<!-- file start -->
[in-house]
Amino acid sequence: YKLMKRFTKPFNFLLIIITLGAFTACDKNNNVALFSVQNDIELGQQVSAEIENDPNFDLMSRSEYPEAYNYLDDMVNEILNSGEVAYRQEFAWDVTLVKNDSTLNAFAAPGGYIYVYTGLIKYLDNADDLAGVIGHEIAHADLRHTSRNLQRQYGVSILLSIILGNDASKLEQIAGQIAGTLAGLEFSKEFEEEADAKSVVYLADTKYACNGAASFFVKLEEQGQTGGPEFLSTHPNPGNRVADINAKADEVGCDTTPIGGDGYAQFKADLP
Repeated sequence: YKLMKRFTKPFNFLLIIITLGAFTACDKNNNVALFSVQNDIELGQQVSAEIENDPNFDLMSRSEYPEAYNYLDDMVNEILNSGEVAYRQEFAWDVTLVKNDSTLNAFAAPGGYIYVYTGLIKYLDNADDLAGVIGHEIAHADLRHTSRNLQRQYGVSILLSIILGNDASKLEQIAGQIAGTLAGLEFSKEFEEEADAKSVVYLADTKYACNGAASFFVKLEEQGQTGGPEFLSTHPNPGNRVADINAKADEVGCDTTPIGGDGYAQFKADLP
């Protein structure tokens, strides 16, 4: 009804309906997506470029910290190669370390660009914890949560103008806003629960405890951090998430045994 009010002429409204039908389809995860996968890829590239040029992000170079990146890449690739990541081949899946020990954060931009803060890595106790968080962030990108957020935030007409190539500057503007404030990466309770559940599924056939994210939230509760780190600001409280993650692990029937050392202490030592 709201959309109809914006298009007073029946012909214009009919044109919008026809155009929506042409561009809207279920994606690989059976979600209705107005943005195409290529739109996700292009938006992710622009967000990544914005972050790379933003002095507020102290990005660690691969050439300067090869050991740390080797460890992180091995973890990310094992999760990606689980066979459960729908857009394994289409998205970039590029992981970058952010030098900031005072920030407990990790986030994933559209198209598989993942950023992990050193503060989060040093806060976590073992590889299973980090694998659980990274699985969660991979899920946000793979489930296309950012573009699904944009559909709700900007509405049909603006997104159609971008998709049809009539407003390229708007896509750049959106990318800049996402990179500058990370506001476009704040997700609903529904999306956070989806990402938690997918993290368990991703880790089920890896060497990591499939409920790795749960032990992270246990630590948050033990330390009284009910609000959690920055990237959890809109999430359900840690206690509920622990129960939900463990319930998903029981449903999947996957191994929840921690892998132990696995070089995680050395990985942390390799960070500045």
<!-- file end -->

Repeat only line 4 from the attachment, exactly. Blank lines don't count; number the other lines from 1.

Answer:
């Protein structure tokens, strides 16, 4: 009804309906997506470029910290190669370390660009914890949560103008806003629960405890951090998430045994 009010002429409204039908389809995860996968890829590239040029992000170079990146890449690739990541081949899946020990954060931009803060890595106790968080962030990108957020935030007409190539500057503007404030990466309770559940599924056939994210939230509760780190600001409280993650692990029937050392202490030592 709201959309109809914006298009007073029946012909214009009919044109919008026809155009929506042409561009809207279920994606690989059976979600209705107005943005195409290529739109996700292009938006992710622009967000990544914005972050790379933003002095507020102290990005660690691969050439300067090869050991740390080797460890992180091995973890990310094992999760990606689980066979459960729908857009394994289409998205970039590029992981970058952010030098900031005072920030407990990790986030994933559209198209598989993942950023992990050193503060989060040093806060976590073992590889299973980090694998659980990274699985969660991979899920946000793979489930296309950012573009699904944009559909709700900007509405049909603006997104159609971008998709049809009539407003390229708007896509750049959106990318800049996402990179500058990370506001476009704040997700609903529904999306956070989806990402938690997918993290368990991703880790089920890896060497990591499939409920790795749960032990992270246990630590948050033990330390009284009910609000959690920055990237959890809109999430359900840690206690509920622990129960939900463990319930998903029981449903999947996957191994929840921690892998132990696995070089995680050395990985942390390799960070500045």